Many COVID-19 patients develop severe bilateral viral pneumonia, which evolves into acute respiratory distress syndrome (ARD). High-flow nasal oxygen therapy (HFNO) has been shown to be effective in decreasing the need for endotracheal intubation with patients with acute hypoxaemic respiratory failure (ARF). However, in patients with COVID-19, the recommendation is of early intubation and invasive mechanical ventilation, but since COVID-19 numbers have been so high, this strategy has put a significant burden on ICU resources.
Mechanical ventilation has substantial risks, including ventilator-associated pneumonia, ICU-acquired weakness, delirium and cognitive impairment. HFNO could potentially help prevent intubation and spare critical ICU resources. That is why, during the pandemic, there have been recommendations advocating its use. However, two factors must be considered. HFNO may be insufficient to correct hypoxaemia secondary to intrapulmonary shunt and ventilation-perfusion (V/Q) mismatch, and it may also delay intubation and invasive mechanical ventilation. Vigorous breathing may increase the risk of further lung injury. That is why the use of awake prone positioning (awake-PP) during spontaneous breathing in non-intubated patients could help.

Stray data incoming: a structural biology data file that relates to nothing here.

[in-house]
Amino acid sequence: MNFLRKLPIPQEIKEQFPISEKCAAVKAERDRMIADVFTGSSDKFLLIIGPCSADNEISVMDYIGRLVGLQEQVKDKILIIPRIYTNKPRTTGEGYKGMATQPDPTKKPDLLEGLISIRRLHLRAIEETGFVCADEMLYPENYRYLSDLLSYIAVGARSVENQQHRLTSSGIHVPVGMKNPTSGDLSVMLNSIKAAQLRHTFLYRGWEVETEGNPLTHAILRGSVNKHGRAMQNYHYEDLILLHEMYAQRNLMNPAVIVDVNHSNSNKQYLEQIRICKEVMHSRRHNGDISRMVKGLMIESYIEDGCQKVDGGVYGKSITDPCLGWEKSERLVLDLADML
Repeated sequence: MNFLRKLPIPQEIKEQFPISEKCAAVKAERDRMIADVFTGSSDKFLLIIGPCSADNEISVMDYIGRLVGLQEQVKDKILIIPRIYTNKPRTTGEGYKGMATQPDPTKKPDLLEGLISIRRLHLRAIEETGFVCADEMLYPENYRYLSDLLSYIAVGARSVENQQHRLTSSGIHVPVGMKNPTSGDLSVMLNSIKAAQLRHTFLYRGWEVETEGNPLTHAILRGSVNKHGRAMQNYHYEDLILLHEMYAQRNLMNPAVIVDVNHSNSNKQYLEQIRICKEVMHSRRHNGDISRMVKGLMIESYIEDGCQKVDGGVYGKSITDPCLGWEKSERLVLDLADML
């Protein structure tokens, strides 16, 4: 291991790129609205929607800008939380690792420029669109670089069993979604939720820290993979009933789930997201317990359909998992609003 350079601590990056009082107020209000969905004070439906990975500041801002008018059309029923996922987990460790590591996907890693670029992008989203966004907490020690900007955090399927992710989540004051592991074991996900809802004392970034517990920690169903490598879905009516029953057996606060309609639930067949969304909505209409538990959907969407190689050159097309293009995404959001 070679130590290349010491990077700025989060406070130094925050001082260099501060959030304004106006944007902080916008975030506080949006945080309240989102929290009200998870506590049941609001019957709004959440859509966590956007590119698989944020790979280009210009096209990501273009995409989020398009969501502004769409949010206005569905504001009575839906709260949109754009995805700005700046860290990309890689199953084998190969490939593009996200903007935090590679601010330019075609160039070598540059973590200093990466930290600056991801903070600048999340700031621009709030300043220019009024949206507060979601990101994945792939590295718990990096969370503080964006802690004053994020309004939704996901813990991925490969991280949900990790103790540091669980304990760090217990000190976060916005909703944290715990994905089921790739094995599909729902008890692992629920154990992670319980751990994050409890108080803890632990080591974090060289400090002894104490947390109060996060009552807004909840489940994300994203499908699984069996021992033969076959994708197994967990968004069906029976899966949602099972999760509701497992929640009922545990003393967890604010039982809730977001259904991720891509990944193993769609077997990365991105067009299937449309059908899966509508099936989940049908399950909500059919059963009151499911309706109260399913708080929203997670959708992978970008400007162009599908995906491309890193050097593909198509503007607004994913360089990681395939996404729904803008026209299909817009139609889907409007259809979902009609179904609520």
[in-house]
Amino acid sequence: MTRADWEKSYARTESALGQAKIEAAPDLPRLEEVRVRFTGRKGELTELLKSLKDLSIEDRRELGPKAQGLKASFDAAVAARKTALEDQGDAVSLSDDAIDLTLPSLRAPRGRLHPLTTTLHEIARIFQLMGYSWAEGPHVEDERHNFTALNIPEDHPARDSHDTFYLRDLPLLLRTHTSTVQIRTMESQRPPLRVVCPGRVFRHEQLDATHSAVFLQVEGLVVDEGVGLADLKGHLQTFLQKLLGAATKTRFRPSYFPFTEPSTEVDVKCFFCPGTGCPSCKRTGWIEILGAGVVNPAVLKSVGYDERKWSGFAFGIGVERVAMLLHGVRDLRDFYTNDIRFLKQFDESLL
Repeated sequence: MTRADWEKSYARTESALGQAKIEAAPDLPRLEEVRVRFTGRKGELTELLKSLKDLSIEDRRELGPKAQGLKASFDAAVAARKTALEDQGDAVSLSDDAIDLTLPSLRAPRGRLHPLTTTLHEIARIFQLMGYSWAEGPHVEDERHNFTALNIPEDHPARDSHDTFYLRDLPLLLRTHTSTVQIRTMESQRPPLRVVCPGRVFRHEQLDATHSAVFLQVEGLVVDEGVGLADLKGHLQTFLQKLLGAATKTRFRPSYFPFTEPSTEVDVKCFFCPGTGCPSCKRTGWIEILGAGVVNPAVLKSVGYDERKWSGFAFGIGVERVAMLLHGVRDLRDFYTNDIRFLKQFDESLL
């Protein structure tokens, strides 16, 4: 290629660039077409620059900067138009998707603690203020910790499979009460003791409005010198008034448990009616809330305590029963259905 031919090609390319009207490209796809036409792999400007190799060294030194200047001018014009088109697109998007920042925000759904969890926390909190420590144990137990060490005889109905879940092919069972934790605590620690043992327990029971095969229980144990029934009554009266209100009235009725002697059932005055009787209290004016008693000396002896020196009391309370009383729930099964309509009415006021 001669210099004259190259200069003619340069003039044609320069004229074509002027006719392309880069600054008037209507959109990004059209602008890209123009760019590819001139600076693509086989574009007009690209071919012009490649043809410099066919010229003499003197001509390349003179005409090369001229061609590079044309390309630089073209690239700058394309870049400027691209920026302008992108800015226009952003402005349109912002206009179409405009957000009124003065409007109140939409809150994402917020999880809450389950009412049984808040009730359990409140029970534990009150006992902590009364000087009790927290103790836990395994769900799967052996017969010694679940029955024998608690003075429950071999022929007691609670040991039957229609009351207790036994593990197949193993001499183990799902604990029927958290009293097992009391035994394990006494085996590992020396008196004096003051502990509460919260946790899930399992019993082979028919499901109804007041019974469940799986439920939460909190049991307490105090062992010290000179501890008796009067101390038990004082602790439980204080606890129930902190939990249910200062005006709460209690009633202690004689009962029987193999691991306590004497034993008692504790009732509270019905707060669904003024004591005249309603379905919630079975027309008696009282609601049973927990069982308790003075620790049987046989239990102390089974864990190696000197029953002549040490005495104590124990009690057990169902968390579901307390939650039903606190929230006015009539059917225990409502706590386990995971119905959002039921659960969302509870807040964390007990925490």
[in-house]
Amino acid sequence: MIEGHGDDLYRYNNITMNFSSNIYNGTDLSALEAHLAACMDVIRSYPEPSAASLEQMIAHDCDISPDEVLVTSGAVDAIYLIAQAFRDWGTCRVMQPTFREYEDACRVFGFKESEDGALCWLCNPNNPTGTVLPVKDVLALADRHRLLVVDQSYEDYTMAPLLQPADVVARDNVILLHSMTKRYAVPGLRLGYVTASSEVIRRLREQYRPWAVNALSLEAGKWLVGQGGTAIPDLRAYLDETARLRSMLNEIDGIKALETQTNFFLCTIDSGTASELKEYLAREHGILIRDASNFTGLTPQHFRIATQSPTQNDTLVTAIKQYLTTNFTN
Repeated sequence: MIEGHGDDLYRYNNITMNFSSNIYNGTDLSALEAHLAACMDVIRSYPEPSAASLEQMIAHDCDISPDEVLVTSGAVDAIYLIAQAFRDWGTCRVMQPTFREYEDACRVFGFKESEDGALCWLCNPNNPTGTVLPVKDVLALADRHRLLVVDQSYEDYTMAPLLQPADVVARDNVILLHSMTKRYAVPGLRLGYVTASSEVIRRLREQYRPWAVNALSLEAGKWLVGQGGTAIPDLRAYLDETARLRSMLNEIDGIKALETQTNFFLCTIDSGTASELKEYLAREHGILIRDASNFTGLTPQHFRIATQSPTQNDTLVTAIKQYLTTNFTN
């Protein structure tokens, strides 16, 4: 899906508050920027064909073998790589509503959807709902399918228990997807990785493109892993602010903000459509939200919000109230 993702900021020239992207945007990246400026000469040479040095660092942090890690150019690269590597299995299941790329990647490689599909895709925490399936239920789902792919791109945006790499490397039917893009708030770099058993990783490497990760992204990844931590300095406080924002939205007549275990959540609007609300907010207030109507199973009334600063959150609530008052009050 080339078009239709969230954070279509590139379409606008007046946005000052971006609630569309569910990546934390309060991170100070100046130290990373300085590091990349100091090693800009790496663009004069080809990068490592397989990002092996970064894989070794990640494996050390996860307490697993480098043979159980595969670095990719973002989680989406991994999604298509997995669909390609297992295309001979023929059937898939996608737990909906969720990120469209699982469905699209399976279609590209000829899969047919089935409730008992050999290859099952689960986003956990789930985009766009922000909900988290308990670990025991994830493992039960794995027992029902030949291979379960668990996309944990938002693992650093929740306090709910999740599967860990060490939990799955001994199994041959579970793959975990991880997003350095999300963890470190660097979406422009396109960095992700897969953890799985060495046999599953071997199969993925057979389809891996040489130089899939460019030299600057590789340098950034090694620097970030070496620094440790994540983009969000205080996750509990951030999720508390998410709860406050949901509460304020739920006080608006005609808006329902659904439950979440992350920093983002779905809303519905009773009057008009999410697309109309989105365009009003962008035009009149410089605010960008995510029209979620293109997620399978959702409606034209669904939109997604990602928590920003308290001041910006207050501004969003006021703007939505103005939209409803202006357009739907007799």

There is evidence to show that the combination of awake-PP and HFNO or non-invasive ventilation (NIV) could be feasible in patients with severe COVID-19 pneumonia. But so far, there is no data to show whether this combination could prevent the need for invasive mechanical ventilation.
A study was conducted to examine whether the combination of HFNO with awake-PP prevents the need for intubation as compared to HFNO alone. 199 patients with COVID-19 ARF were included in the study.
Findings from the study showed that the risk of intubation was not reduced with the use of awake-PP as adjunctive therapy to HFNO. Patients who were treated with HFNO + awake-PP showed a delay in intubation compared to patients treated with HFNO alone. However, awake-PP did not affect 28-day mortality.
These findings suggest that in COVID-19 patients with acute respiratory failure, the use of HFNO and awake-PP did not reduce the need for intubation, nor did it affect mortality.
Source: Critical Care
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